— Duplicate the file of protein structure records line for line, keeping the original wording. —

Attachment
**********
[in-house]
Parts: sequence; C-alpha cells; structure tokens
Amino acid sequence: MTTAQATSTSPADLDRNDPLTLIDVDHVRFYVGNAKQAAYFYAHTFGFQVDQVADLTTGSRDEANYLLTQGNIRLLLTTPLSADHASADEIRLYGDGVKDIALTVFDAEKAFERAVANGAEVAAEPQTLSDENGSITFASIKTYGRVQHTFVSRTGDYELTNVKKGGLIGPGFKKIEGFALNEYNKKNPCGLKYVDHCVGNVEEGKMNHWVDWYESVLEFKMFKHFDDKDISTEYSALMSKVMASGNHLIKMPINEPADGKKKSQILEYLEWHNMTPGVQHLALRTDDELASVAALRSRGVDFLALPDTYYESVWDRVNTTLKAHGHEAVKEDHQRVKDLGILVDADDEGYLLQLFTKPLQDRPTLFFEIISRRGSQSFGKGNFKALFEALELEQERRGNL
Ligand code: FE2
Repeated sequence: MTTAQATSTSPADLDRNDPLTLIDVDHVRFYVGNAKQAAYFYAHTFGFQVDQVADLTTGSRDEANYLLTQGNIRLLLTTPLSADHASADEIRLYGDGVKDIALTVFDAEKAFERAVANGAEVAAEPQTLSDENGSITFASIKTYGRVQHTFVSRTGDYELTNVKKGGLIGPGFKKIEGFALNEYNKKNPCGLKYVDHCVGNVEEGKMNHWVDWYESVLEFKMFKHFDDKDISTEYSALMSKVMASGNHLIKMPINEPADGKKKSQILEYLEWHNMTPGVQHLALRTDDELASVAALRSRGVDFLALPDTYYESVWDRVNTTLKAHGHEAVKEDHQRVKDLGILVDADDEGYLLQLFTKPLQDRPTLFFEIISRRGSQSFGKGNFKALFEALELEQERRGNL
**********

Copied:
[in-house]
Parts: sequence; C-alpha cells; structure tokens
Amino acid sequence: MTTAQATSTSPADLDRNDPLTLIDVDHVRFYVGNAKQAAYFYAHTFGFQVDQVADLTTGSRDEANYLLTQGNIRLLLTTPLSADHASADEIRLYGDGVKDIALTVFDAEKAFERAVANGAEVAAEPQTLSDENGSITFASIKTYGRVQHTFVSRTGDYELTNVKKGGLIGPGFKKIEGFALNEYNKKNPCGLKYVDHCVGNVEEGKMNHWVDWYESVLEFKMFKHFDDKDISTEYSALMSKVMASGNHLIKMPINEPADGKKKSQILEYLEWHNMTPGVQHLALRTDDELASVAALRSRGVDFLALPDTYYESVWDRVNTTLKAHGHEAVKEDHQRVKDLGILVDADDEGYLLQLFTKPLQDRPTLFFEIISRRGSQSFGKGNFKALFEALELEQERRGNL
Ligand code: FE2
Repeated sequence: MTTAQATSTSPADLDRNDPLTLIDVDHVRFYVGNAKQAAYFYAHTFGFQVDQVADLTTGSRDEANYLLTQGNIRLLLTTPLSADHASADEIRLYGDGVKDIALTVFDAEKAFERAVANGAEVAAEPQTLSDENGSITFASIKTYGRVQHTFVSRTGDYELTNVKKGGLIGPGFKKIEGFALNEYNKKNPCGLKYVDHCVGNVEEGKMNHWVDWYESVLEFKMFKHFDDKDISTEYSALMSKVMASGNHLIKMPINEPADGKKKSQILEYLEWHNMTPGVQHLALRTDDELASVAALRSRGVDFLALPDTYYESVWDRVNTTLKAHGHEAVKEDHQRVKDLGILVDADDEGYLLQLFTKPLQDRPTLFFEIISRRGSQSFGKGNFKALFEALELEQERRGNL